To read the full abstract: Pediatr Diabetes. 2018 Jun;19(4):832839
This diabetes team are well known for, and should be applauded for, their holistic approach to diabetes care. Also, the group always points to central aspects of daily routine clinical practice and analyzes critical issues in pediatric diabetes. The aim of this study was to examine whether or not clinician qualities influence metabolic outcomes in children and adolescents with type 1 diabetes (T1D).
Data were gathered over two 3 month periods in the large tertiary diabetes center (1500 patients, 8 clinicians) in the state of Victoria, Australia, from patients with T1D who received continuous care from each individual clinician. Clinician factors explored included target blood glucose levels, target glycated hemoglobin (HbA1c), Diabetes Attitude Scale and Big 5 Personality Inventory Scale. Mean HbA1c per clinician was the primary outcome variable.
Lowest to highest mean HbA1c per clinician varied by only 0.7%. There were small but statistically significant differences between clinicians with their patients age at diagnosis, duration of diabetes, age, gender, treatment type and BMI SD score. After controlling for these differences, the clinician characteristics associated with lower mean HbA1c were having no lower limit in target HbA1c and being self-reportedly less agreeable. Importantly, the impact of these clinician attitudinal traits was equivalent to the combined effects of patient characteristics and treatment type.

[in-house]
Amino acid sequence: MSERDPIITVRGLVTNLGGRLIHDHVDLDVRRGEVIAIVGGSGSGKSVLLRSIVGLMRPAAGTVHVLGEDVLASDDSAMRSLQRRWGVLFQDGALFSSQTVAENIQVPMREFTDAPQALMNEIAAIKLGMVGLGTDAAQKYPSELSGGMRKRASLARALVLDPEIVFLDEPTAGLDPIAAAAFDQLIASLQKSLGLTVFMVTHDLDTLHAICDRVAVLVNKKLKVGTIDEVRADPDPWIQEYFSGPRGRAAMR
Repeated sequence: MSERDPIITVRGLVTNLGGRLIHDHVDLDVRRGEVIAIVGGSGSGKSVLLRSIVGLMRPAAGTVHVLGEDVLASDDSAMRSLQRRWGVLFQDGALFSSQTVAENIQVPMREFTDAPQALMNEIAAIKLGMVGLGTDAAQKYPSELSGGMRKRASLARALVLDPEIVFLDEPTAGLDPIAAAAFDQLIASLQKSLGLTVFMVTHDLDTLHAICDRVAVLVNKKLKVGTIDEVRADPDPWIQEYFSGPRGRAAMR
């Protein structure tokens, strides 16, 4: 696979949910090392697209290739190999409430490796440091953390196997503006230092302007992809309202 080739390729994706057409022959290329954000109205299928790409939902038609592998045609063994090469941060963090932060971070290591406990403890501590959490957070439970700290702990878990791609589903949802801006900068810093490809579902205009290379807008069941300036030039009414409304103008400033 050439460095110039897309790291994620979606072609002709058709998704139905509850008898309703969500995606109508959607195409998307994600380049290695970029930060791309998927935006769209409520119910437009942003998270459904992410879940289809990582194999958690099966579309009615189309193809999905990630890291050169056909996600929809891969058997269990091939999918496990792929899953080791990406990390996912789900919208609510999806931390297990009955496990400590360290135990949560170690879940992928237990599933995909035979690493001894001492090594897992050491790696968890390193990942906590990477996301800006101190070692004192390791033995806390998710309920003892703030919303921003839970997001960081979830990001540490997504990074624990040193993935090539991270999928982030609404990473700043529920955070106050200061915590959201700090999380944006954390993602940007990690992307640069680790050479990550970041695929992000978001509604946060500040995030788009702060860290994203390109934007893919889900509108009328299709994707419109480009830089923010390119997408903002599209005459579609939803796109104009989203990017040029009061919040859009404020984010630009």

There was significant variation in metabolic outcomes between treating clinicians. After controlling for patient clinical differences, clinician mean HbA1c was associated with lower limit in target HbA1c and being less agreeable. Clinicians who were more demanding and dogmatic appeared to have better outcomes.
These data are a worry some for those of us physicians who feel that a more democratic and liberal attitude might achieve better patient adherence and metabolic control. However, the personality analysis performed here might not give a complete picture of the physicians attitudes and whether or not the physician is liked and trusted. Other limitations are the number of physicians (8) and their possible confounders, such as age and gender.